Stats- 17.3 ppg, 11.1 rpg, 1.7 apg, 1 bpg, 0.7 spg, 2.1TO, 58.2 FG%, 75.2 FT%, 15-44 3-PT%

Featured Link- Not to dive too far into self-promotion, but I wrote this blog post using Love’s outlet passes as a jumping point for how the media constructs its own image of him.

 

3.     Eric Gordon, Indiana

        Gordon is a good example of what I talked about in the intro. It’s gotten to the point where we know what we’re getting from him and now we just have to wait and see if he can carry Indiana in the NCAA Tournament. He’s a great scorer, certainly one capable of taking over a game, but over the course of a season his streaks of dominance go largely forgotten. Gordon isn’t having a dominant season but he can be a dominant player. So in a tournament setting, Gordon’s impact can be far greater because one of those seven or eight minute stretches where he takes over can be the difference between a disappointing season (first round loss) or a special one (Final Four). Given the current make-up of the team and that turmoil some of you may have heard about, I don’t think Indiana will be that type of team. But there still is a sliver of hope I reserve for the possibility of Gordon channeling all that ability into one singular run of brilliance on the most national of stages. If not to see him at his peak ability but at least to make people stop talking about cell phones and obnoxious fans.

Stats- 21.4 ppg, 3.3 rpg, 2.5 apg, 0.6 bpg, 1.4 spg, 3.5 TO, 45.6 FG%, 85.3 FT%, 37.5 3-PT%

Featured Link- Jay Mariotti, doing that thing where he overreacts to the sports story du jour (in this case, Illinois fans taunting Gordon) like a crazed idiot.

 

4.     Derrick Rose, Memphis

Well I can finally move Rose off the No. 5 spot because he finally played a real live basketball team. And even though the Tigers lost to Tennessee, Rose was nothing short of outstanding. Even though it wasn’t particularly well-played that was the type of game for which Rose was built; up and down the court, speed against speed, crash the glass like a crazy person and get in the other guy’s shorts. He then followed it up with a great game against a spry Southern Miss squad, which started to prove that the cupcake schedule has allowed Rose to steadily remove the training wheels of being a freshman point and peak for the postseason. Against the Vols he ran the break like a terror, the only player able to out-athletic the pogo sticks on Tennessee. Versus Southern Miss, who packed in a zone like so many lesser squads have done to Memphis this year, Rose showed a three-point stroke that will make him deadly if knocked down with consistency. I still don’t think Memphis can win a title this year, but that can change if Rose, who has the type of talent matched only by Michael Beasley, can assert himself as that type of talent. Before, that was a huge question mark because the competition never warranted that type of performance. But in the past ten days, the precedent has been set.

Stats- 14.2 ppg, 4.3 rpg, 4.5 apg, 0.4 bpg, 1.2 spg, 3 TO, 46.9 FG%, 68.7 FT%, 32.9 3-PT%

Featured Link- While his outstanding play is one thing, it’s nice to hear his teammates recognize Rose as Memphis’ leader.

 

5.     Jerryd Bayless, Arizona

It’s a really tough situation that Bayless has been left in. He’s been unbelievable all year, battling injuries and the not-always-reliable brilliance of Chase Budinger that sometimes puts way too much on Bayless’ shoulders. And now, without Nic Wise, he has to be the primary ballhandler and de facto “point guard” for a team that still desperately needs his scoring. So when the Cats lose six of eight (seven of which Bayless played 38+ minutes) and the wunderkind’s scoring begins to drop, it’s easy to think Bayless is hitting the freshman wall or can’t carry a team or isn’t a true point after all. There is some partial truth to all of that but Arizona’s recent struggles should not diminish what Bayless has done this season. He isn’t going to finish this season with any awards but I would struggle to name five players who have been better than him or more important to his team this season. And even though the Cats’ tourney seed is plummeting, when Wise gets back, it’s going to be real tough to pick against a team with Bayless terrorizing opponents off screens and filling lanes in the open court.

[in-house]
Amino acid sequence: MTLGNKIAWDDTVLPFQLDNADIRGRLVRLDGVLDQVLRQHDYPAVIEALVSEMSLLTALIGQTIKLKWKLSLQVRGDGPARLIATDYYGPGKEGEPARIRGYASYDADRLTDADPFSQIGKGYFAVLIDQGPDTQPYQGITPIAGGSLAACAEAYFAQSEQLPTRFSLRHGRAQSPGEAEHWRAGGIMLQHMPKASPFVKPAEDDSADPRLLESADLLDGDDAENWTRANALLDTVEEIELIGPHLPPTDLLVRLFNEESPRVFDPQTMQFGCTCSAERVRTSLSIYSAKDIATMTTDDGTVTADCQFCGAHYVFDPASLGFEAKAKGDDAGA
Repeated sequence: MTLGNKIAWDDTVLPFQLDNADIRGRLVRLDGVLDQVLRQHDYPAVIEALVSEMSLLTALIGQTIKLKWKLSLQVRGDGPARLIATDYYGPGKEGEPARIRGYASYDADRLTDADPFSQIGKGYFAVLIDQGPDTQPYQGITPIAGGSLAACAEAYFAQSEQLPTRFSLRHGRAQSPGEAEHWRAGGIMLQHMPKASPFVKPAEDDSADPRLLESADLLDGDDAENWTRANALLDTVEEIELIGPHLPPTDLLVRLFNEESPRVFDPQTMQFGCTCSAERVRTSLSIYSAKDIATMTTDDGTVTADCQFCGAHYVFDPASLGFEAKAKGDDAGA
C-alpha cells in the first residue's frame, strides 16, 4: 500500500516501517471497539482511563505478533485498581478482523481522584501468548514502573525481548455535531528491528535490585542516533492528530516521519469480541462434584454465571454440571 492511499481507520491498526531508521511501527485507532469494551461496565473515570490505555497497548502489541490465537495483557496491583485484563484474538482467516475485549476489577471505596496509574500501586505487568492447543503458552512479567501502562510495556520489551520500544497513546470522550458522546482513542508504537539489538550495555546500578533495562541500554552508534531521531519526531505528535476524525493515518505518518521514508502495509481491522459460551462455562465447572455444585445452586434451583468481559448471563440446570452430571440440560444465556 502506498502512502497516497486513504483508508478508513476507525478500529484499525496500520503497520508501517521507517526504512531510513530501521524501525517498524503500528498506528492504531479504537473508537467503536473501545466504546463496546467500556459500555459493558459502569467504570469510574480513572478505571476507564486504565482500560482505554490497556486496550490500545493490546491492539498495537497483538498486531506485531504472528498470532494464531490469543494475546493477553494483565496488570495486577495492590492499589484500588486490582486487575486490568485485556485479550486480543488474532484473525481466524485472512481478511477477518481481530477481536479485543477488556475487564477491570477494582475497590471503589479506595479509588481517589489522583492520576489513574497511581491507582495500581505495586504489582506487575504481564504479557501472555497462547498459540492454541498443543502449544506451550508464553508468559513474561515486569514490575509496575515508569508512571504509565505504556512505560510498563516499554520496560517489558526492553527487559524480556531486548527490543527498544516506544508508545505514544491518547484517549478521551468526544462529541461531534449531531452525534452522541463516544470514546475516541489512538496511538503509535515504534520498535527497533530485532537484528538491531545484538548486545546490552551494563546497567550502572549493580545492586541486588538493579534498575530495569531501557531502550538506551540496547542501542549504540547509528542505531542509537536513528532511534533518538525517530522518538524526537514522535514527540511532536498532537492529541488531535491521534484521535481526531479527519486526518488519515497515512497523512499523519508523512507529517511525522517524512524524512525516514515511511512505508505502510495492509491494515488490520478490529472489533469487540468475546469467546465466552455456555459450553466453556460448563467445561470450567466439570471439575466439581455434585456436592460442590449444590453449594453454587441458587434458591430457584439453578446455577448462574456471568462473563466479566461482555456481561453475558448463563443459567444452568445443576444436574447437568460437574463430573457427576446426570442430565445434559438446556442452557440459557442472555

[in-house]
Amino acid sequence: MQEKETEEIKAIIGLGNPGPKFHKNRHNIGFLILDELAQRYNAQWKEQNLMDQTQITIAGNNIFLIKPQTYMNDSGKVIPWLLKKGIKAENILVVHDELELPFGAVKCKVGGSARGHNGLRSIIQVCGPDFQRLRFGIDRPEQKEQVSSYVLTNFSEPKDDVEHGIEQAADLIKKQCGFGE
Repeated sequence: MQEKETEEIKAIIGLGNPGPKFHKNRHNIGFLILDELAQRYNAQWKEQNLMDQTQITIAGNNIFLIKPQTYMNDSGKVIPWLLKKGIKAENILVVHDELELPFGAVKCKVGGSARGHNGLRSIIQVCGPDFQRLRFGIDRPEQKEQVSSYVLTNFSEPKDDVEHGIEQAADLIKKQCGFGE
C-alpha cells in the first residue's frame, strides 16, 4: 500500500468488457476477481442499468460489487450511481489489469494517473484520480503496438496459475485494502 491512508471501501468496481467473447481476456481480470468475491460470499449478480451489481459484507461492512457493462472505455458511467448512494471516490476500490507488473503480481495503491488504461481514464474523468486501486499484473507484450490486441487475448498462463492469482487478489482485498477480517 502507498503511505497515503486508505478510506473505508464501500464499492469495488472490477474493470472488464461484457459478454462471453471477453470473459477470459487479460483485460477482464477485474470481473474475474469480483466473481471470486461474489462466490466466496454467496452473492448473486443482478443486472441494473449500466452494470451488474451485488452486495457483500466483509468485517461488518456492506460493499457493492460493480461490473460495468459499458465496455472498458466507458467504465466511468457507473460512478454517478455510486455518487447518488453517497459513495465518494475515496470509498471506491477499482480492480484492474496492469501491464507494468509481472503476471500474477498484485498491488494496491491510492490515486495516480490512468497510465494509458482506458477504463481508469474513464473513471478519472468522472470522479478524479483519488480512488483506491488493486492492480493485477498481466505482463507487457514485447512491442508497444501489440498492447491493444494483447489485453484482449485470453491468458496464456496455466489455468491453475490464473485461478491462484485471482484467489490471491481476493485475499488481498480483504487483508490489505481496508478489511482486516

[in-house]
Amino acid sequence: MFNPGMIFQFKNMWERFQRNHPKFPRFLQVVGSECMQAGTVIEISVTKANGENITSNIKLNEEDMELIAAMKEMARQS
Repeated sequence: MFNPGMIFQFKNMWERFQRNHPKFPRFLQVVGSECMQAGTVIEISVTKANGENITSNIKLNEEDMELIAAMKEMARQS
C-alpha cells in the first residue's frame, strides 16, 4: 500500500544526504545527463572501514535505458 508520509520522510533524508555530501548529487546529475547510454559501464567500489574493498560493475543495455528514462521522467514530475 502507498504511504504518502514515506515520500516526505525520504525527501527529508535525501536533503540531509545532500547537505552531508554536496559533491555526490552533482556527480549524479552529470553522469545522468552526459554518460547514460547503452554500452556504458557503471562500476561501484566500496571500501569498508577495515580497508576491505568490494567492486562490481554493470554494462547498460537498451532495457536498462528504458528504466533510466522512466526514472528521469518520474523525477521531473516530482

Stats- 20.4 ppg, 2.8 rpg, 4.3 apg, 1 spg, 3.3 TO, 47.6 FG%, 82.1 FT%, 42.4 3-PT%

Featured Link- This was one of the filthier things I have seen this year.

 

6.     James Harden, Arizona State

I really wish us East Coast folk had the option to watch the ASU-USC game Saturday because it would have made for an interesting case study. The Sun Devils won handily but just by looking at the box score, it would seem like the much-anticipated match-up between freshmen scoring guards OJ Mayo and Harden went easily to Mayo, who dropped 37. But I would have liked to see just which player was more impressive, not which had the better stats. I’m sure Mayo, who as you’ll read below has been just ridiculous of late, had some pretty mind-boggling plays. But what I know about Harden’s game and seeing that he scored 24 points on just eight field goal attempts (opposed to Mayo’s 21 attempts), I bet it was Harden who I would have come away raving about. Alas, since the TV networks are insistent on making sure us East Coasters know just how bad the Big Ten and SEC is, I’ll never get the chance to see how Harden stacked up against Mayo at his individual best. Harden is a remarkably well-rounded and efficient scorer but people simply don’t have a point of reference with him, resulting in a vastly underappreciated national profile. He can carry a team just like Mayo and Bayless can. So, with the Pac-10 Tournament sure to provide some of the best college basketball you’ll ever see in a three-day span, I’m hoping I’ll get another crack at seeing Harden match Mayo.

Stats- 17.9 ppg, 5.1 rpg, 2.8 apg, 0.6 bpg, 1.9 spg, 2.5 TO, 53.1 FG%, 75.1 FT%, 41.2 3-PT%

Featured Link- Nice feature on Harden and his relationship with his mother.